gallery: The head
The head, or galleon, is the decorative platform hanging out from the bow of the ship. It was used to assist in the handling of the headsails, and was (more prosaically) used as the crew's toilets. The structure was very richly decorated. Galleons, as in "a Spanish treasure galleon", are called galleons precisely because they have such a structure on the bows. Older ships did not.
gallery: The stern and quarter galleries
This part of the ship is where the officers lived. It rose high, high above the water and was richly decorated.
gallery: Some photos of the deck of the ship
Unusually for the time, Vasa had a continuous upper deck running from the bow to the stern. Usual practice was to have a large opening in the deck amidships, so that the forecastle and quarterdeck were individual structures. Again, Vasa's builders went for a more solid, heavier solution... no wonder she was unstable.
gallery: Rigging details
Only the lower masts are mounted on the hull. This is representative of a ship lying "in ordinary", or in reserve, rigged-down for the winter.
The ship is too big to let one get a sense of its overall look. Fortunately this very well-made model is displayed on the ground floor, which does the job. The size of the rig is apparent; these vessels were as tall as they were long.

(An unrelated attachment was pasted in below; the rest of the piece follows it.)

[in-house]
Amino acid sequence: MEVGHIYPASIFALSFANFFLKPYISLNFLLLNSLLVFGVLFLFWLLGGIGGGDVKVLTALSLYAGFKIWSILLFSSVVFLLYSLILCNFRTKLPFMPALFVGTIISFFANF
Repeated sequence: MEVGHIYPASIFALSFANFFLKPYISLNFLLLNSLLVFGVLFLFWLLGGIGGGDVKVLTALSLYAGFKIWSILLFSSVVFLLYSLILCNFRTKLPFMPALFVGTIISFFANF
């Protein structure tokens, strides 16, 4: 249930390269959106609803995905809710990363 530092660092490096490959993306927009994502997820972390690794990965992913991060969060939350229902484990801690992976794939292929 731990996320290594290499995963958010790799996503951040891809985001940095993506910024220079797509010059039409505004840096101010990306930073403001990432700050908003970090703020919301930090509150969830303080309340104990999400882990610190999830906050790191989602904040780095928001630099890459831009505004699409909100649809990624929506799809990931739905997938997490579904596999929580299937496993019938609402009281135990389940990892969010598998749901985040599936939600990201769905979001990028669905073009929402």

View of the quarter
Shot taken from the stern forward. You get an idea of the size of the thing.
Side-on view of the stern. It is very tall, typical of ship-construction of the time (1628). Of course this was very detrimental to the sailing qualities of the ship, giving a huge "sail" area built in to the hull itself. This photo was taken from about waterline level in fact!
Detail of the flat transom of the ship, taken from waterline level. One can see the four gun-ports where artillery could be run out to defend the very vulnerable stern of the ship from attackers from the rear. Also, note the very steep angle of the transom planking.
Taken from above, obviously. The tall, narrow shape of the hull is apparent.
A view of the quarter
The double quarter-gallery is interesting, I do not know of any other ship of the time that had these. The usual practice was to only have the lower of the two galleries. All this top-weight did nothing to improve stability of course.
A closer look at the hull
The forward end of the side-galleries. You can see the mizzen mast chain-plates.
Detail of the ship's side
Showing details of the gun-port arrangements, with a rope to slam the port shut. Also note the design of the main channel boards and chain-plates - in fact solid iron bars rather than chain at this date.